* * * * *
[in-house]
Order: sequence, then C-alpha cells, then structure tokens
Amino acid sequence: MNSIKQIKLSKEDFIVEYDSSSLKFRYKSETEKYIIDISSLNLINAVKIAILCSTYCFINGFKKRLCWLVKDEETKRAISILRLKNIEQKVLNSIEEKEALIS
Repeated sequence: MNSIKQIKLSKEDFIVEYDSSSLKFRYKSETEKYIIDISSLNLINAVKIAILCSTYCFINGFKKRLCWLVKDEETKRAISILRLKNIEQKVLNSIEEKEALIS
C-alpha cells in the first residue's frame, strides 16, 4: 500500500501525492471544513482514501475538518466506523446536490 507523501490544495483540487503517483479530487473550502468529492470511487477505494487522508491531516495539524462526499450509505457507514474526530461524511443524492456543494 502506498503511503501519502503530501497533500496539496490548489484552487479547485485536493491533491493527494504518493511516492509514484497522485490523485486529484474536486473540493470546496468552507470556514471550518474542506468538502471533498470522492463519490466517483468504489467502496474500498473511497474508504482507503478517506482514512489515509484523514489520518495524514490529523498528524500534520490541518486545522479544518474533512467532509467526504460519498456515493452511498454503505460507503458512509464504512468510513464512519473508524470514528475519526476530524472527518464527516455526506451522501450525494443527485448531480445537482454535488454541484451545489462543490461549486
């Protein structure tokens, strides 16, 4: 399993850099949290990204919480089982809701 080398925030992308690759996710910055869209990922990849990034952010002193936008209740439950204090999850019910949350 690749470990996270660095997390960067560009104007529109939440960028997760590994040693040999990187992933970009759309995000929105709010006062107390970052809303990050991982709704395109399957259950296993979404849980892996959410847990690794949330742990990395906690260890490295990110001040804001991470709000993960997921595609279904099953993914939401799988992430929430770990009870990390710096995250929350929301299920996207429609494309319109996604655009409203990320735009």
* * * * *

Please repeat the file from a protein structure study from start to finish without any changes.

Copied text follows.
[in-house]
Order: sequence, then C-alpha cells, then structure tokens
Amino acid sequence: MNSIKQIKLSKEDFIVEYDSSSLKFRYKSETEKYIIDISSLNLINAVKIAILCSTYCFINGFKKRLCWLVKDEETKRAISILRLKNIEQKVLNSIEEKEALIS
Repeated sequence: MNSIKQIKLSKEDFIVEYDSSSLKFRYKSETEKYIIDISSLNLINAVKIAILCSTYCFINGFKKRLCWLVKDEETKRAISILRLKNIEQKVLNSIEEKEALIS
C-alpha cells in the first residue's frame, strides 16, 4: 500500500501525492471544513482514501475538518466506523446536490 507523501490544495483540487503517483479530487473550502468529492470511487477505494487522508491531516495539524462526499450509505457507514474526530461524511443524492456543494 502506498503511503501519502503530501497533500496539496490548489484552487479547485485536493491533491493527494504518493511516492509514484497522485490523485486529484474536486473540493470546496468552507470556514471550518474542506468538502471533498470522492463519490466517483468504489467502496474500498473511497474508504482507503478517506482514512489515509484523514489520518495524514490529523498528524500534520490541518486545522479544518474533512467532509467526504460519498456515493452511498454503505460507503458512509464504512468510513464512519473508524470514528475519526476530524472527518464527516455526506451522501450525494443527485448531480445537482454535488454541484451545489462543490461549486
């Protein structure tokens, strides 16, 4: 399993850099949290990204919480089982809701 080398925030992308690759996710910055869209990922990849990034952010002193936008209740439950204090999850019910949350 690749470990996270660095997390960067560009104007529109939440960028997760590994040693040999990187992933970009759309995000929105709010006062107390970052809303990050991982709704395109399957259950296993979404849980892996959410847990690794949330742990990395906690260890490295990110001040804001991470709000993960997921595609279904099953993914939401799988992430929430770990009870990390710096995250929350929301299920996207429609494309319109996604655009409203990320735009």